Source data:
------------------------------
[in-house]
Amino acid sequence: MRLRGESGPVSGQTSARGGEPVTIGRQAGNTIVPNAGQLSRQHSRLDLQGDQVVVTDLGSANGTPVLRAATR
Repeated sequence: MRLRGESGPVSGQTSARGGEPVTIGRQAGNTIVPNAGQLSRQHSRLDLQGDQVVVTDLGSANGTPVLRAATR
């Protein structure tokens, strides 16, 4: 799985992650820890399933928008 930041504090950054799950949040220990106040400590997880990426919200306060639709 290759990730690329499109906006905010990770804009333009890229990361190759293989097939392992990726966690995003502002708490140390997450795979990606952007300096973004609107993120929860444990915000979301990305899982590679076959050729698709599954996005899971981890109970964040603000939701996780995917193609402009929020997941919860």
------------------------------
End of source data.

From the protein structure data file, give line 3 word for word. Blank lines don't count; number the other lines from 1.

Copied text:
Repeated sequence: MRLRGESGPVSGQTSARGGEPVTIGRQAGNTIVPNAGQLSRQHSRLDLQGDQVVVTDLGSANGTPVLRAATR